The Offbeat Bride: Sarah, English Teacher
Her offbeat partner: Tasha, Mental Health Counselor
Date and location of wedding: The Villa Victora Center for the Arts, Boston, MA — April 13, 2013
Our offbeat wedding at a glance: We tried, throughout the wedding process, to be as low-key and low-stress as possible. We gave the wedding party the option of wearing whatever they wanted to (although this freedom stressed some of them out). We didn't try and make the wedding party traditional, in the sense of the same number of people on each side. I had four bridesmaids and a best man, while Tasha had two bridesmaids and a best man. We also had four flowers girls, and my tiny three-year-old brother as the ring bearer. In lieu of a cake, we had a sundae bar, and instead of cutting the cake together, we made a delicious sundae.
We had to frequently remind our family members that this was not a strictly “traditional” wedding. For example: I had my father walk me down the aisle (in the more traditional fashion) and kissed my mother at the end, while Tasha came down a spiral staircase alone, and kissed her parents at the end of the aisle.
Our DJ, Dmitri, is a local karaoke host at a dive bar in Dedham, MA which mostly serves the over-60 crowd. He played an eclectic arrangement of music, but most importantly, he sang all of the slow songs. And by sang, I mean, this man has one of the best, well-rounded voices I have ever heard. He sang “Moon River” for my father/daughter dance, Josh Groban and Frank Sinatra, among others. This combination of DJ/singer was a total hit!
Tell us about the ceremony: Our officiant, Linda, is my mother's best friend, and she is one of the kindest and most resilient people I know. Her voice alone can calm a room, and we knew she was the perfect person to marry us. She gave a beautiful introduction, which included a plug for legalizing gay marriage everywhere, and then she introduced two readings. My friend, Marina, who I have known since second grade, read a poem by W.H. Auden called “Foxtrot From a Play.”
Tasha's friend from college, Addie, read a Maya Angelou poem called, “Touched by an Angel.” Tasha and I shared our promises and exchanged the rings. Linda jumped the gun because she was so excited, and before we had even gotten the rings on she shouted, “I now pronounce you married; you may each kiss your bride!” It was lovely.
Our biggest challenge: It was definitely difficult to save money for the wedding because I was doing an unpaid internship during the planning process. We tried to find ways to cut costs and still make it beautiful! One way we tried to cut costs was by making our own save-the-dates, but they turned out horrifically ugly, so we laughed at our lack of artistic skills, and succumbed to ordering them online. We tried to be all about DIY, but make sure you know your artistic strengths before you tackle a project.
The biggest challenge the day of was making sure that we both got our hair and makeup done. Tasha's amazing sister, Arielle, was doing our hair, and my best friend, Tara, was doing our makeup. Since Tasha and I were apart from each other while getting ready, they were running around like mad women. I am not sure how they managed to get themselves dressed as well. In retrospect, definitely leave double the amount of time you need for hair/make-up, especially if you don't typically do your makeup.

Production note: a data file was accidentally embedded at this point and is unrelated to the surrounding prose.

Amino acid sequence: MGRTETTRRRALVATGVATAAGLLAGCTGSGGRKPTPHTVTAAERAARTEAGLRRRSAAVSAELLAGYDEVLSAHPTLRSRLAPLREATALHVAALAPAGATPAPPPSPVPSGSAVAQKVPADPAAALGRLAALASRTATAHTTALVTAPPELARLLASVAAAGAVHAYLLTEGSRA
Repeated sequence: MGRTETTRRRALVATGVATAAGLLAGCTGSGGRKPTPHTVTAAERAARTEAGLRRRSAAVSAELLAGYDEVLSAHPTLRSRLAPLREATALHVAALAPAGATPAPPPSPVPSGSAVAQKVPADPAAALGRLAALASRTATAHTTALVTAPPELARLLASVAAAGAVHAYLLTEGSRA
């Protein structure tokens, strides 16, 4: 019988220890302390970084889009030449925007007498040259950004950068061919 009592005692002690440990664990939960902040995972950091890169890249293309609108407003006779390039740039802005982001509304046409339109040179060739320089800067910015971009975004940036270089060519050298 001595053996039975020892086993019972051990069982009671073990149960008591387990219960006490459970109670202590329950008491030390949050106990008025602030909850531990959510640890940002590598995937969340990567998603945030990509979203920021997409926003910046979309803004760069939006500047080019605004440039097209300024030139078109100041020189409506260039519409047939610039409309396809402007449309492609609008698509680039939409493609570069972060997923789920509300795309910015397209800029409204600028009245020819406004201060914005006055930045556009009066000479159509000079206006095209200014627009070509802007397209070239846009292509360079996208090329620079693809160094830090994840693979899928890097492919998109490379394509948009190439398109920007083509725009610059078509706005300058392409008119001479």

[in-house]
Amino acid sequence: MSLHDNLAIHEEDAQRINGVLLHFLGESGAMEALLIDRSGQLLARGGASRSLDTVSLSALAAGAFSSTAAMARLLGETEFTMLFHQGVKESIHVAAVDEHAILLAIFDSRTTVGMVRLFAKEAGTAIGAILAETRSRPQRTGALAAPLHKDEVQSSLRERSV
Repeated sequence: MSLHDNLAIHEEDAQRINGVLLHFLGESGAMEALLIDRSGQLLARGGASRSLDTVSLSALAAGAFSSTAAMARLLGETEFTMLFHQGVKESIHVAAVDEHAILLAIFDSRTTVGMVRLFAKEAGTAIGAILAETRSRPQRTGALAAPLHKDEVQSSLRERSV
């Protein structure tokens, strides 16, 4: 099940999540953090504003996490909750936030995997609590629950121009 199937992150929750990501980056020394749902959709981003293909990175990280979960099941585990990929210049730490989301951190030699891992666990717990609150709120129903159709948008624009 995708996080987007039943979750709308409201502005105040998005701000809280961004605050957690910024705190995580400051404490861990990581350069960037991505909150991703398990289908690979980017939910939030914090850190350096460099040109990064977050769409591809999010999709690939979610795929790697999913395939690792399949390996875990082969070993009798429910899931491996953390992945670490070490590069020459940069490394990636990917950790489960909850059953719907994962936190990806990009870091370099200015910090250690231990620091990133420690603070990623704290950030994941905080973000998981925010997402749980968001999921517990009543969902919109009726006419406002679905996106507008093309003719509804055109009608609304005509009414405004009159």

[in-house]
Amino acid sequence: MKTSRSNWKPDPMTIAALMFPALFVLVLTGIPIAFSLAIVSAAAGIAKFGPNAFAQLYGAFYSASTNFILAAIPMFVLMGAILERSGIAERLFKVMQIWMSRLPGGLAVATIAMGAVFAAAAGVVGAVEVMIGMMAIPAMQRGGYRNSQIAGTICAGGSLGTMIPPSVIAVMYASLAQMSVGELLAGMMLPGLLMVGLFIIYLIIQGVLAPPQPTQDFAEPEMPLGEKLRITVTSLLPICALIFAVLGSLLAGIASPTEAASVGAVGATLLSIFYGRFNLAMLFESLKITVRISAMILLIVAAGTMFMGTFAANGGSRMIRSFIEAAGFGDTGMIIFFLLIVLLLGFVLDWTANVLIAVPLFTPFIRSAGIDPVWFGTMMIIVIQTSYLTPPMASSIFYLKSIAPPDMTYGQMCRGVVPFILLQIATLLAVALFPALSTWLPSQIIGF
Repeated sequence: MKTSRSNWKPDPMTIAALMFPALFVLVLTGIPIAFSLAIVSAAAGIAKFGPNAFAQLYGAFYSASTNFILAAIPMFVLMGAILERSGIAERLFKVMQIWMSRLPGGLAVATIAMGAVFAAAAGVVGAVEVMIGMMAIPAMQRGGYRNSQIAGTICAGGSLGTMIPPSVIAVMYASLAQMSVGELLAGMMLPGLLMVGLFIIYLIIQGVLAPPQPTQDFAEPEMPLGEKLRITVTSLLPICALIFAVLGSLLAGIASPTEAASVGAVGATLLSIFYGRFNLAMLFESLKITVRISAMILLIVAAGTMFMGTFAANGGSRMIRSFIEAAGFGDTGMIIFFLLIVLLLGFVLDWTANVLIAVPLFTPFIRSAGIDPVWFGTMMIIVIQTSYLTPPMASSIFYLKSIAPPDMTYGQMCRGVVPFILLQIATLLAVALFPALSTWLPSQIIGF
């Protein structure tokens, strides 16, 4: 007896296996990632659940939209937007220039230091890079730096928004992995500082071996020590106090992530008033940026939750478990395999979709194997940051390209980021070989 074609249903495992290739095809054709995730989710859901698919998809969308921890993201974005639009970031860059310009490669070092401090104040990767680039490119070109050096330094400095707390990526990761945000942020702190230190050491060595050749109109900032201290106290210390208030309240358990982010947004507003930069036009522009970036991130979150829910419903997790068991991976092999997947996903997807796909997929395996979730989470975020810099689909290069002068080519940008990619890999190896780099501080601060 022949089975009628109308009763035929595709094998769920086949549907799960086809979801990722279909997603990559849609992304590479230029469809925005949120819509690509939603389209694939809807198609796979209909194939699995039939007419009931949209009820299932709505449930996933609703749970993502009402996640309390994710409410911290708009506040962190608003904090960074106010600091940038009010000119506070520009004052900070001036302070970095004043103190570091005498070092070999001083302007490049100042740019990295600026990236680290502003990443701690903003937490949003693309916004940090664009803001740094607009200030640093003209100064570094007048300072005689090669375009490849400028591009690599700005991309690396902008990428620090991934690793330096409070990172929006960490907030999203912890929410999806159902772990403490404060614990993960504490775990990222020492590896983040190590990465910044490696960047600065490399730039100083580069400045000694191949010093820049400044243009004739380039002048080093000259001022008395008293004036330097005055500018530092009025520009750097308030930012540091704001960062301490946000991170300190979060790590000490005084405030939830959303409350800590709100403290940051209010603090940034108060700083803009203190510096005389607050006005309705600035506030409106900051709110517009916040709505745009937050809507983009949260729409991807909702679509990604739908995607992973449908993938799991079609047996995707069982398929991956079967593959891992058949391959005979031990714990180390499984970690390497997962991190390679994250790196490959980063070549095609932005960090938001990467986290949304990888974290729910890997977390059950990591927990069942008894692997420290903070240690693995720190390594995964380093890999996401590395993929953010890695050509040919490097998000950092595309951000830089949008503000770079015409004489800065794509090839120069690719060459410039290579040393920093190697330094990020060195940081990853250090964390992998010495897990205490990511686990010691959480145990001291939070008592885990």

My favorite moment: Having all of our family and friends come to celebrate with us was probably one of the most meaningful parts of our wedding. We sat at a sweetheart table on the stage, and just took a moment as we were eating dinner to look out at all of our friends and family. To see everyone enjoying themselves, mingling, and just being in the moment of our wedding, was truly breath-taking.
What was also really amazing was when we walked out of the ceremony, we found a little corner by the elevator and just fell into each others arms. We hugged and cried, and embraced a moment of alone time before we had to greet all of our guests. Even though it was in a random corner by an elevator, those few moments made the entire day special and real.
My funniest moment: Tasha and I wrote our own vows, and didn't disclose them to each other prior to the wedding. It was funny to hear how similar some of the vows were: Tasha said, “I promise I will dress up for Halloween every year, but I don't promise I won't complain about it.” While I said, “I promise to get as excited about Christmas as you do, provided that you always dress up for Halloween. And I promise to read the Grinch to you on Christmas Eve.”
Then I said, “I promise to grow exceptionally old with you. I promise to walk down the street confusing passers-by who can't understand why the two old sisters are kissing and holding hands. I promise to always be that passionate for you.” While she said, “I promise to share the responsibility of correcting people who ask if we're sisters.”
Another funny moment was when Tyler, Tasha's brother and best man, said in his speech that ever since he was a little boy, he had always dreamed about giving the best man speech at his sister's lesbian wedding.
Care to share a few vendor/shopping links?
- Catering: Above and Beyond Catering
- Photography: Mark Stern
- Awesome bridge tattoo: Cathy Johnson. This tattoo is based off a recurring dream that I had for two years. I could never get across the bridge, and then one day, I did. My part of the tattoo is a bridge falling down running into a complete bridge. It ends with a puzzle piece, and connects to a complete bridge on Tasha's arm that runs off into an unfinished bridge. The panorama represents our lives being chaotic, then coming together, and now we will finish them together.
Enough talk — show me the wedding porn!